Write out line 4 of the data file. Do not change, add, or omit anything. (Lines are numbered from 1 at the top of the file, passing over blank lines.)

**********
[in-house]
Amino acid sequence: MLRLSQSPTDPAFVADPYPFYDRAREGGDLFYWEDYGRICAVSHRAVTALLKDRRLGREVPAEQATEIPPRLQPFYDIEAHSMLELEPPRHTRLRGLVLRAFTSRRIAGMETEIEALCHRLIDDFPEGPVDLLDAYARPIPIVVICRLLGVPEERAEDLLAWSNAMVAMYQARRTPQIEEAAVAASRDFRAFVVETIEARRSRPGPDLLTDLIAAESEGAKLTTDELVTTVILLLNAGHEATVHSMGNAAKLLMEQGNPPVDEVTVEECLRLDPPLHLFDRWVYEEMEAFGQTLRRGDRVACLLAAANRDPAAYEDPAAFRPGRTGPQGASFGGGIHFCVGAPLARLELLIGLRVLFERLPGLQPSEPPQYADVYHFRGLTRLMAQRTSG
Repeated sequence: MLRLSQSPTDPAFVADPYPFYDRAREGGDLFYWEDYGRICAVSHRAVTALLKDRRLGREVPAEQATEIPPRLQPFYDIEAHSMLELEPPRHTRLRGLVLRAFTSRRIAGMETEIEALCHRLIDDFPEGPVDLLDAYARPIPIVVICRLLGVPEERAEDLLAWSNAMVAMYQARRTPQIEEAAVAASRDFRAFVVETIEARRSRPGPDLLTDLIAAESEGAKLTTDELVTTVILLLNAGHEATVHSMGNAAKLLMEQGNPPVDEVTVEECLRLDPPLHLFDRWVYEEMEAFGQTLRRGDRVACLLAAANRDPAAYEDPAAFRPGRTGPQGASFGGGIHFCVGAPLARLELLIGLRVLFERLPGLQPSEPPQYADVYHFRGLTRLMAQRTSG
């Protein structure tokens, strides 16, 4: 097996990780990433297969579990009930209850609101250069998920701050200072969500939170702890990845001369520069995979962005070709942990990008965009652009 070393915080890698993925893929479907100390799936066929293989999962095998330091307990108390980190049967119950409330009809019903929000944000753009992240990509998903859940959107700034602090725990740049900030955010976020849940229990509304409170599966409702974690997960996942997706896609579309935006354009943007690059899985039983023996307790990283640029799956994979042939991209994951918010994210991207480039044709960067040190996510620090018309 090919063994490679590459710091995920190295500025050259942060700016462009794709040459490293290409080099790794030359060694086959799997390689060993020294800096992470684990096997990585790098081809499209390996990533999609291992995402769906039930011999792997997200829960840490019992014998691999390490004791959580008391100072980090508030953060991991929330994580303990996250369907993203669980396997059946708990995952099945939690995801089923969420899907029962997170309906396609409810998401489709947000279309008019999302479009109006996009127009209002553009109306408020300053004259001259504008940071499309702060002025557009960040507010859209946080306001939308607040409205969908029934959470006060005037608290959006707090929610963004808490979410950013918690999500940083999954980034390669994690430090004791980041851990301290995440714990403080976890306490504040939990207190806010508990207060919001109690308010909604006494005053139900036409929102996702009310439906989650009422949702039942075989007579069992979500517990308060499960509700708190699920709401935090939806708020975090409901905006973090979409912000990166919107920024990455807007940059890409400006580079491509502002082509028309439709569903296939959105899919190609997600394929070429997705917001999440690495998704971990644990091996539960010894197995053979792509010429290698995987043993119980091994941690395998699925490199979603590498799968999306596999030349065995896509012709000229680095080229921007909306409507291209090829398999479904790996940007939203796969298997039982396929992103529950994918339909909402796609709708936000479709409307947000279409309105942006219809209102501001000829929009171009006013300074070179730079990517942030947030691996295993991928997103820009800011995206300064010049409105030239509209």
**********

């Protein structure tokens, strides 16, 4: 097996990780990433297969579990009930209850609101250069998920701050200072969500939170702890990845001369520069995979962005070709942990990008965009652009 070393915080890698993925893929479907100390799936066929293989999962095998330091307990108390980190049967119950409330009809019903929000944000753009992240990509998903859940959107700034602090725990740049900030955010976020849940229990509304409170599966409702974690997960996942997706896609579309935006354009943007690059899985039983023996307790990283640029799956994979042939991209994951918010994210991207480039044709960067040190996510620090018309 090919063994490679590459710091995920190295500025050259942060700016462009794709040459490293290409080099790794030359060694086959799997390689060993020294800096992470684990096997990585790098081809499209390996990533999609291992995402769906039930011999792997997200829960840490019992014998691999390490004791959580008391100072980090508030953060991991929330994580303990996250369907993203669980396997059946708990995952099945939690995801089923969420899907029962997170309906396609409810998401489709947000279309008019999302479009109006996009127009209002553009109306408020300053004259001259504008940071499309702060002025557009960040507010859209946080306001939308607040409205969908029934959470006060005037608290959006707090929610963004808490979410950013918690999500940083999954980034390669994690430090004791980041851990301290995440714990403080976890306490504040939990207190806010508990207060919001109690308010909604006494005053139900036409929102996702009310439906989650009422949702039942075989007579069992979500517990308060499960509700708190699920709401935090939806708020975090409901905006973090979409912000990166919107920024990455807007940059890409400006580079491509502002082509028309439709569903296939959105899919190609997600394929070429997705917001999440690495998704971990644990091996539960010894197995053979792509010429290698995987043993119980091994941690395998699925490199979603590498799968999306596999030349065995896509012709000229680095080229921007909306409507291209090829398999479904790996940007939203796969298997039982396929992103529950994918339909909402796609709708936000479709409307947000279409309105942006219809209102501001000829929009171009006013300074070179730079990517942030947030691996295993991928997103820009800011995206300064010049409105030239509209």